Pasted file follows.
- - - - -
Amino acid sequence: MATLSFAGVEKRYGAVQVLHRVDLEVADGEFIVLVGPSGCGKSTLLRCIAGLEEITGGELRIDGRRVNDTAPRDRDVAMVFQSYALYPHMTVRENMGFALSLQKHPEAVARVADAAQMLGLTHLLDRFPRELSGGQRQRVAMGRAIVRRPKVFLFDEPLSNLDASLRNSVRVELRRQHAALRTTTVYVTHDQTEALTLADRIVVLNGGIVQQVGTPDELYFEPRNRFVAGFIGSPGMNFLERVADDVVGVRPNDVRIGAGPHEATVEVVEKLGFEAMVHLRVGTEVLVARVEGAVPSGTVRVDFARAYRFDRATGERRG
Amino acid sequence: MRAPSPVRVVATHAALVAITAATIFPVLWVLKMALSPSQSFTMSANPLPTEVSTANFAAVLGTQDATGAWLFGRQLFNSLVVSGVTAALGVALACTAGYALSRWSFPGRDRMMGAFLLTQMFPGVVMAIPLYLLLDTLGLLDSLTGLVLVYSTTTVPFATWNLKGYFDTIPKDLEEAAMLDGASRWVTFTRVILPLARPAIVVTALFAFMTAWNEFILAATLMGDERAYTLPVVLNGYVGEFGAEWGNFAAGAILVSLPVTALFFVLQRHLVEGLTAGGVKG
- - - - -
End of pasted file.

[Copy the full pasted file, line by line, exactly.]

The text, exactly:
Amino acid sequence: MATLSFAGVEKRYGAVQVLHRVDLEVADGEFIVLVGPSGCGKSTLLRCIAGLEEITGGELRIDGRRVNDTAPRDRDVAMVFQSYALYPHMTVRENMGFALSLQKHPEAVARVADAAQMLGLTHLLDRFPRELSGGQRQRVAMGRAIVRRPKVFLFDEPLSNLDASLRNSVRVELRRQHAALRTTTVYVTHDQTEALTLADRIVVLNGGIVQQVGTPDELYFEPRNRFVAGFIGSPGMNFLERVADDVVGVRPNDVRIGAGPHEATVEVVEKLGFEAMVHLRVGTEVLVARVEGAVPSGTVRVDFARAYRFDRATGERRG
Amino acid sequence: MRAPSPVRVVATHAALVAITAATIFPVLWVLKMALSPSQSFTMSANPLPTEVSTANFAAVLGTQDATGAWLFGRQLFNSLVVSGVTAALGVALACTAGYALSRWSFPGRDRMMGAFLLTQMFPGVVMAIPLYLLLDTLGLLDSLTGLVLVYSTTTVPFATWNLKGYFDTIPKDLEEAAMLDGASRWVTFTRVILPLARPAIVVTALFAFMTAWNEFILAATLMGDERAYTLPVVLNGYVGEFGAEWGNFAAGAILVSLPVTALFFVLQRHLVEGLTAGGVKG